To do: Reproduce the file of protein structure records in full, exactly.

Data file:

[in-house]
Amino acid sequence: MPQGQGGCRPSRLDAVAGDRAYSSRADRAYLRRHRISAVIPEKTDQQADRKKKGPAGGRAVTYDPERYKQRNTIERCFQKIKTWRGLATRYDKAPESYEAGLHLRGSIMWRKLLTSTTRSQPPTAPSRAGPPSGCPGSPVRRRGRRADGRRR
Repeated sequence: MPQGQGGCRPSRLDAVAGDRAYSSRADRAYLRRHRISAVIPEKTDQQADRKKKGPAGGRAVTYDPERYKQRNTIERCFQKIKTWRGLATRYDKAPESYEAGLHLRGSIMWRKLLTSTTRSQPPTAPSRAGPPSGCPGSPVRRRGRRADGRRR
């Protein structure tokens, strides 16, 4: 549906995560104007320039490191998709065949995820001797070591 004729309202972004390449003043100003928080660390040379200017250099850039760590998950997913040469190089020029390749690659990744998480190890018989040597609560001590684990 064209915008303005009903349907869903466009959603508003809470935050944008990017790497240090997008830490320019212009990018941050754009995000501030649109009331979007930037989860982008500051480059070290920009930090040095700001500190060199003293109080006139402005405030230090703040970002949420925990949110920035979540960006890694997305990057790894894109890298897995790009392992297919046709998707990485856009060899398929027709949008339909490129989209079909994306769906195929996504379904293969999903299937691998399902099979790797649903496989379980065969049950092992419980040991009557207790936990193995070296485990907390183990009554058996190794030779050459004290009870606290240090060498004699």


[in-house]
Amino acid sequence: MPQGQGGCRPSRLDAVAGDRAYSSRADRAYLRRHRISAVIPEKTDQQADRKKKGPAGGRAVTYDPERYKQRNTIERCFQKIKTWRGLATRYDKAPESYEAGLHLRGSIMWRKLLTSTTRSQPPTAPSRAGPPSGCPGSPVRRRGRRADGRRR
Repeated sequence: MPQGQGGCRPSRLDAVAGDRAYSSRADRAYLRRHRISAVIPEKTDQQADRKKKGPAGGRAVTYDPERYKQRNTIERCFQKIKTWRGLATRYDKAPESYEAGLHLRGSIMWRKLLTSTTRSQPPTAPSRAGPPSGCPGSPVRRRGRRADGRRR
């Protein structure tokens, strides 16, 4: 549906995560104007320039490191998709065949995820001797070591 004729309202972004390449003043100003928080660390040379200017250099850039760590998950997913040469190089020029390749690659990744998480190890018989040597609560001590684990 064209915008303005009903349907869903466009959603508003809470935050944008990017790497240090997008830490320019212009990018941050754009995000501030649109009331979007930037989860982008500051480059070290920009930090040095700001500190060199003293109080006139402005405030230090703040970002949420925990949110920035979540960006890694997305990057790894894109890298897995790009392992297919046709998707990485856009060899398929027709949008339909490129989209079909994306769906195929996504379904293969999903299937691998399902099979790797649903496989379980065969049950092992419980040991009557207790936990193995070296485990907390183990009554058996190794030779050459004290009870606290240090060498004699």